December 9, 2011 by David Gillaspie
by David Gillaspie
Good health means reading labels.
You read food labels because you have plans, like cooking and eating your next meal.
Not too much salt.
Packed in heavy syrup? Back away.
How many calories from fat? Probably too many.
If you want load of salt and fat, hit the drive-through for some of that Super-Sized goodness.
Since you’ve been paying attention, you know how that ends up: new clothes that you’ll never ask about making you look fat.
In between the occasional grease burgers and chalky milkshakes, you try to eat right.
Highly colored, densely pigmented vegetables like beets, fresh leafy greens like spinach, whole grains like rice, free-range organic chicken are all on the menu.
You know the drill.
Your body tells you when you’ve gone off the tracks.
At the end of a high school wrestling match the snack-bar sells hotdogs for fifty cents instead of two dollars. You get two and squeeze relish and mustard out of plastic packets.
You justify it by thinking it’s a great deal.
During a bottle return trip to the grocery store you see the last two deep-fried burritos under a heat lamp and buy them both with one tub of ranch dip and another of barbecue sauce.
You justify it by saying to yourself, ‘at least they’re not from a gas station.’
By now, the difference between good food and bad has been drilled in every magazine, newspaper, and television show. If you don’t know, you’re either illiterate or stuck on HGTV’s search for a sunny second home.
But you’re neither.
So why is America stuck in the throes of an obesity epidemic? Why are little Johnny and Janey too fat to bend over and tie their shoes?
You know that answer and so does everyone else. We love to gorge ourselves on the sort of food that needs the same warning label as a carton of nicotine fortified Camel straights: THIS PRODUCT WILL KILL YOU!
America cares as much about physical health as they do economic health, which means not much. If we crave a good deal as much as we crave fat and salt, and the best deal in the world is China.
Read the labels in Wal-Mart, Dick’s Sporting Goods, and Costco. If you wonder how so many discount stores spring up in the same city, check the labels. If it’s a Big Box store in the suburbs, it’s from China with love.
Like bad food for big people, China and America are a lethal mix.
Woody Allen told a joke about a friend who thinks they are a chicken, but no one mentions the impossiblity because they need the eggs.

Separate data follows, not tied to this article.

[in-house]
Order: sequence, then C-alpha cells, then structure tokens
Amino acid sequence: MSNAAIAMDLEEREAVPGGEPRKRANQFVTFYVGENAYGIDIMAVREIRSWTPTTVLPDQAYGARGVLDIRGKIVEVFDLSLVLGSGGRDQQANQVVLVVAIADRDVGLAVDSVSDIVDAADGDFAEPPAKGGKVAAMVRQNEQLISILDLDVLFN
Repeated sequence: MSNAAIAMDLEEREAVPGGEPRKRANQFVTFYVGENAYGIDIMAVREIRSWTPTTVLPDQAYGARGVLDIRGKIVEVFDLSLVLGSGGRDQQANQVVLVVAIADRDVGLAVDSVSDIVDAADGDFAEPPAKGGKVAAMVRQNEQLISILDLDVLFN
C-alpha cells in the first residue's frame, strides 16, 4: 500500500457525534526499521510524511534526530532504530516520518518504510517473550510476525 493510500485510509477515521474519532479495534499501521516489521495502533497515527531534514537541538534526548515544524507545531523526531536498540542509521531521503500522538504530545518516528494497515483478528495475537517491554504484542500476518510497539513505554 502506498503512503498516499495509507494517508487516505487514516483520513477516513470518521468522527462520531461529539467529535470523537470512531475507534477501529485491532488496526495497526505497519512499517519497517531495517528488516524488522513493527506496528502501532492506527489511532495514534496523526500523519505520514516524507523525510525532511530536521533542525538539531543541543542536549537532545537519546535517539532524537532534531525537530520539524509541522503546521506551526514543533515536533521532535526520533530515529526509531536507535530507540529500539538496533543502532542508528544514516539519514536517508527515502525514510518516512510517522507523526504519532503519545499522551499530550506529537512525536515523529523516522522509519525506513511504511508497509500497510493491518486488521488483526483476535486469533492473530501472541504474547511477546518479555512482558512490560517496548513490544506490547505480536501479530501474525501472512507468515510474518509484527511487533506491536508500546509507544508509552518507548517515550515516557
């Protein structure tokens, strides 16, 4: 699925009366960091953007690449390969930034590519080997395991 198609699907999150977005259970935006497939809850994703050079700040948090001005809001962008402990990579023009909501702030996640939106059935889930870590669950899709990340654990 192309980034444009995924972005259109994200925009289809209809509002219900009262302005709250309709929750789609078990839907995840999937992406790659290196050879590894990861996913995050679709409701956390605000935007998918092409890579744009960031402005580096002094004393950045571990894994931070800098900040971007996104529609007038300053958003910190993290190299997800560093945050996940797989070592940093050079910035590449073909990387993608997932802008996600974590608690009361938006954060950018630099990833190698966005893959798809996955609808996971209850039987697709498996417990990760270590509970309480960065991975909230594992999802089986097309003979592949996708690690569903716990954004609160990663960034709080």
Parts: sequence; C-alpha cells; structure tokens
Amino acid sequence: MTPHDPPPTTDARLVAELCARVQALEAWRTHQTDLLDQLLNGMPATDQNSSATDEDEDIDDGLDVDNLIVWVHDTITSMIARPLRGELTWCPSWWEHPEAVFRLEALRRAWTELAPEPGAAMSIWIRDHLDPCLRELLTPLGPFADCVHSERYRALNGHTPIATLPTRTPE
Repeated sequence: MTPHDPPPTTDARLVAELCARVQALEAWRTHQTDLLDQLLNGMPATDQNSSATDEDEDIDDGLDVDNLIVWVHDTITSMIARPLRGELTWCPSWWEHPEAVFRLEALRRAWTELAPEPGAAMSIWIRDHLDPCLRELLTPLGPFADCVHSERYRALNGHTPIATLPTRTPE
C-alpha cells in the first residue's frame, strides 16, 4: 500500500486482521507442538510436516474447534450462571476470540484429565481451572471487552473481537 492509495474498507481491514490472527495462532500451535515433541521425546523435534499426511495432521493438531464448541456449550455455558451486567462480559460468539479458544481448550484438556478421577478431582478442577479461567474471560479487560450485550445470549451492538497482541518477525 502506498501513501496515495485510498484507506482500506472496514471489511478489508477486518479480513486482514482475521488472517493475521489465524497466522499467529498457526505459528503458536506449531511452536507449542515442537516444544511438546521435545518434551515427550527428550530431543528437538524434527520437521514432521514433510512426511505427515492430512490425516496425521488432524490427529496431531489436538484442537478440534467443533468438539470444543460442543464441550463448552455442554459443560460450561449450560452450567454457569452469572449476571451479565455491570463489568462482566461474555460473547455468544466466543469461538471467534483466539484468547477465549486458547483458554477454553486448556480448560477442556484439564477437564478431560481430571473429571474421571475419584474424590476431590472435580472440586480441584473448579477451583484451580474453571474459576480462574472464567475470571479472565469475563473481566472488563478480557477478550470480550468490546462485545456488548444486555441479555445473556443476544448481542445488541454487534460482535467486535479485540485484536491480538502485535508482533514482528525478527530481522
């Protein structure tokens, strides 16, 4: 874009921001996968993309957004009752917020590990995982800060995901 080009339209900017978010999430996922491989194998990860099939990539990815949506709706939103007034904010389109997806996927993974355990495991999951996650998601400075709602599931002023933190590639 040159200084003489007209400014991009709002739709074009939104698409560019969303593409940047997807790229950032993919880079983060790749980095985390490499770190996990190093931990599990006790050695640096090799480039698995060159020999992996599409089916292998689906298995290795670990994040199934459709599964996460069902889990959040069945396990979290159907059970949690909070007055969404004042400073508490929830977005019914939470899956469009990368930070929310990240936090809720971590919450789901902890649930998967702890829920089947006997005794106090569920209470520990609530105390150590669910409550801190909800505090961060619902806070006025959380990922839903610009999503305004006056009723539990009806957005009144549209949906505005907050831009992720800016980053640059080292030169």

It’s the same with China.
America doesn’t mention the cost of cheap labor loud enough because we like the stuff in the stores.
How lethal is China?
One of their jailed dissidents won the Nobel Peace Prize. China responded by calling the Nobel judges clowns, then countered the Nobel Peace Prize with their own Confucius Peace Prize.
This year’s honoree is Russian Prime Minister Vladimir Putin.
How did he earn the alternative Peace Prize?
The Washington Post reports:
“The Confucius Peace Prize organization announced last month that Putin had been chosen to receive this year’s award, saying that during his 2000-2008 tenure as president Putin “brought remarkable enhancement to the military might and political status of Russia.” It also cited Putin’s crushing of anti-government forces in Chechnya.”
To make it even better, China missed the chance of awarding their Peace Prize in the Republic of Georgia.
Meanwhile, a group of five Nobel Peace Prize winners and human rights activists called for Liu’s immediate and unconditional release from jail. The International Committee of Support to Liu Xiaobo said in an email that Liu is the only Nobel laureate currently in prison, and accused the international community of forgetting his plight.
“Unfortunately, the sentencing to 11 years in prison seems to be forgotten slowly but steadily outside China,” said the group.
The campaign for Liu’s release includes Nobel winners Shirin Ebadi, Jody Williams, Mairead Maguire, Betty Williams and Desmond Tutu. Also involved are former Czech Republic President Vaclav Havel and activists from Reporters Without Borders and other rights groups.
The announcement of Liu’s Nobel prize last year cheered China’s fractured, persecuted dissident community and brought calls from the U.S., Germany and others for his release. It also infuriated the Chinese government, and authorities harassed and detained dozens of Liu’s supporters in the weeks that followed.
It resulted in harsh treatment of Liu’s wife, Liu Xia, who has largely been held incommunicado, effectively under house arrest, watched by police, without phone or Internet access and prohibited from seeing all but a few family members.
America is a far cry from China, about as far as the nearest Target store.
Pass the gravy, please Martha.